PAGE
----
Also, if it's only major issues in which you have this, it could be useful to keep a running list of little issues so you have some sort of guide on what could be causing problems in the future. Perhaps pretending that you're looking at your situation from the outside and wondering what would be the most likely stressor from your list would help, though that might feel silly at first.
posted by Trifling at 10:15 PM on October 4, 2014 [1 favorite]

My lovely husband does this. Thanks for the confirmation it is a leftover coping skill from childhood.

The obvious solution is to marry someone like me, who will force you to use your words and stick up for self + practice good self-care habits whenever you start slipping.

Nah! What a bore!!

I'm pretty sure what you describe is part of the journey towards self-improvement.

I'm pretty sure there are journaling techniques (and maybe apps!) that will help you keep track of your goals.

Mindful meditation, yoga, hiking, and especially a good meditation habit, will automatically help you improve and stay conscious of the work you'd like to accomplish/actively help you work on these issues.
posted by jbenben at 11:03 PM on October 4, 2014

Response by poster: Woah.
It just realised that maybe this is the same mental mechanism that makes meditation ineffectual for me?

I've done several meditation courses that met weekly, tried sitting practice on and off, and even went on a full 10 day silent meditation retreat.
During retreat other people ended up 'processing' a bunch of apparently heavy stuff, but the only thing that 'came up' for me was bad TV and advertising I'd seen (and the Buffy Musical soundtrack for some reason - by the end, I remembered ALL the words).

Put that way, it sounds kind of silly to have persisted so long with something I've never felt to be helpful, but I kept hoping something would click?

I enjoy Yoga for the exercise?

Would welcome specific journaling techniques or apps. (Or offers of marriage?)

Writing has definitely been more effective than meditation in retrospect. Freewriting seems so aimless but, *sigh*, putting it in terms of meditation does suggest I should just put more Time into writing, even if it's unpleasant.
posted by Elysum at 11:35 PM on October 4, 2014 [2 favorites]

I dunno, I've always found just brainstorming/freewriting on paper to be adequate for getting everything out where I can see it, but I also try to always keep a constant awareness of how various things make me feel so these sorts of things don't tend to ever get that buried deeply to begin with. So maybe start by making a habit of monitoring how you feel and probable causes for those feelings (accepting that the answers will often just be "I'm hungry" or "I'm tired" or "my brain chemistry is being randomly obnoxious" and not some deep hidden problem).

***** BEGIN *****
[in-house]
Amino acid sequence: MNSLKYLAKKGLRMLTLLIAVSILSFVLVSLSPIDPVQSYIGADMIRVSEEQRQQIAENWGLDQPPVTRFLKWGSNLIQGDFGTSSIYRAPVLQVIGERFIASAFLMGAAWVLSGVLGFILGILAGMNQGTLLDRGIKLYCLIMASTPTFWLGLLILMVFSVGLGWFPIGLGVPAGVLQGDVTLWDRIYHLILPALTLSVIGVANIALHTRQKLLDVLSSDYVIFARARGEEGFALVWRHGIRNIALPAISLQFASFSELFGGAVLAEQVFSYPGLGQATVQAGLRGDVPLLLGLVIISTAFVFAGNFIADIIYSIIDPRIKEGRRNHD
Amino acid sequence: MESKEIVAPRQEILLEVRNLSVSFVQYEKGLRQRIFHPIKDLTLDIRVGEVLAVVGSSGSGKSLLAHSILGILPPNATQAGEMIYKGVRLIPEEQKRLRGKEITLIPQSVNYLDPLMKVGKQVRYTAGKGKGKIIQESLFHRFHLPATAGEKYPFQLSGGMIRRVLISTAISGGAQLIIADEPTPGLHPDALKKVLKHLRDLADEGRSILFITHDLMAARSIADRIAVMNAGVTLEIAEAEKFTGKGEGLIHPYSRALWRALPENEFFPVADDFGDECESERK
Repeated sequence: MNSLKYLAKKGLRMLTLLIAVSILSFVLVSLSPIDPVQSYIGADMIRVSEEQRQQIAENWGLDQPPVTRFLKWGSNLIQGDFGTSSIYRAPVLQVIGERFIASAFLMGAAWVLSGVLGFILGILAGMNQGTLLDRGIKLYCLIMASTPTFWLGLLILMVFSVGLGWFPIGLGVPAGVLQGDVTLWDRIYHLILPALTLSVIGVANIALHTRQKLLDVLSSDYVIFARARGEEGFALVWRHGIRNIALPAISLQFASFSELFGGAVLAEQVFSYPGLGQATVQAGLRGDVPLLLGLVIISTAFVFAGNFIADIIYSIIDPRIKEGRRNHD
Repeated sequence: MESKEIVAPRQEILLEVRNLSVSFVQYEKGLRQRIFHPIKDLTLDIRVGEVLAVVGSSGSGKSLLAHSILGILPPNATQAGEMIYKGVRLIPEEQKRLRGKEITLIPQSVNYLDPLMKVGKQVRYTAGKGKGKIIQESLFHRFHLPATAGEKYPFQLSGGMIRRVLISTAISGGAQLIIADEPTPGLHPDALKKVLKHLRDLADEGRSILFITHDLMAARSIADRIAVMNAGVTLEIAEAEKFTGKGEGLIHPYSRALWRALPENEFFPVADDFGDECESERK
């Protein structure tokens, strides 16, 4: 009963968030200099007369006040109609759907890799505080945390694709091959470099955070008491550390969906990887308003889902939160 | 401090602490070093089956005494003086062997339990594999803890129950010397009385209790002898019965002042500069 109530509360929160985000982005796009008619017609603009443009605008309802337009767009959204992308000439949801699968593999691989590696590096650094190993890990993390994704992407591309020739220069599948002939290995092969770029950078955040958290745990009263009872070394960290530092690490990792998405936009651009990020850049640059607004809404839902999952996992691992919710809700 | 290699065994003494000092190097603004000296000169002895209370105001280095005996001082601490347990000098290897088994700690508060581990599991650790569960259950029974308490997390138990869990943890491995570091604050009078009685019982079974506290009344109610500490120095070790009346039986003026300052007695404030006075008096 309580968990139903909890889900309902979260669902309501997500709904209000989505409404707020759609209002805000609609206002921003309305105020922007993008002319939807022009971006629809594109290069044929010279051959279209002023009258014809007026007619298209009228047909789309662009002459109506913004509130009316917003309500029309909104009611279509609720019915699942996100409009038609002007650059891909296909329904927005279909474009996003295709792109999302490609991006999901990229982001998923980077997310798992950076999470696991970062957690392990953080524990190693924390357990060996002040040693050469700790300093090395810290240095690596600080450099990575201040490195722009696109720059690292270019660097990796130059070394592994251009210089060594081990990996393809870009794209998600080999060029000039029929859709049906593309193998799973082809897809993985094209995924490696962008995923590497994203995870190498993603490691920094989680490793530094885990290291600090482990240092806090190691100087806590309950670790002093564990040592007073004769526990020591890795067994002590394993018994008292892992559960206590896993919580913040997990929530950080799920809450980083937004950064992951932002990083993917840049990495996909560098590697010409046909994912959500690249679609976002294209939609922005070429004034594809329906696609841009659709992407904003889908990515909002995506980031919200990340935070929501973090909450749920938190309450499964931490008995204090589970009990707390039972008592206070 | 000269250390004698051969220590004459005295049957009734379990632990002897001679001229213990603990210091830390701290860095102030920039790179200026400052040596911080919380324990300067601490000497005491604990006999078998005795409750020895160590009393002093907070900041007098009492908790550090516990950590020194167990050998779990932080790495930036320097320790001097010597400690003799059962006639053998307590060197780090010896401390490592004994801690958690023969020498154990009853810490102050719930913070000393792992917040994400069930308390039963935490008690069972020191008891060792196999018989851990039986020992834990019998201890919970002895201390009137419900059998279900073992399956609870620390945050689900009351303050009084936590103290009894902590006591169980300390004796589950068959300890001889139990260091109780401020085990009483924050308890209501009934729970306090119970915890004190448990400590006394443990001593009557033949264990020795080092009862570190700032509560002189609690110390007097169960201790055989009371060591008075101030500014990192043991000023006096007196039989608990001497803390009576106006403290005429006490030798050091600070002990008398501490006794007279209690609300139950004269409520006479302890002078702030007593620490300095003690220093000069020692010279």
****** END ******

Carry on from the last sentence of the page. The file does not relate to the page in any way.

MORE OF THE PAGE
posted by Jacqueline at 11:49 PM on October 4, 2014 [1 favorite]

Pay attention to your dreams. Write them down as soon as you wake up, and look for symbols. Sometimes dreams seem like random BS, but then you think them over and realize that the cat you kept trying to cover with blue paint in the dream (the hissing cat that kept scratching you and yowling and spitting and oh GOD it was so frustrating and scary and horrible) is actually exactly how your job makes you feel. For instance.

Do you stop and ask yourself questions about your life? What I mean is, stop yourself on a semi-regular basis and take an honest look at what you really feel about your health, your career, your relationships, your past, your future. Don't just assume stuff about your life and how you're dealing with it. If something's been nagging at the back of your mind, don't let it hide there.

Do regular internal diagnostics like that. You can do it on the bus, in the shower, whenever you have some downtime. If you do it often enough, hopefully you shouldn't be blindsided by your emotions as often. Just be careful that you don't end up neurotic like me, endlessly chewing this stuff over!
posted by Ursula Hitler at 1:49 AM on October 5, 2014

In group therapy we'd use a technique called, "repeated question." It is exactly what it sounds like. Ask yourself what you want to know like, "Why am I feeling stressed?" (This works best with a trusted partner--but I've done it in a journal). Then answer with what comes to mind. Don't give yourself a lot of time and try not to repeat answers. By about the 10 or 15 time, you start getting to the meat. You have to ask the question each time. If you are alone it also helps to do it with a mirror. Yes it is weird but that is kind of the point it knocks you out of patterns/ruts in thinking.
posted by agatha_magatha at 8:02 AM on October 5, 2014 [3 favorites]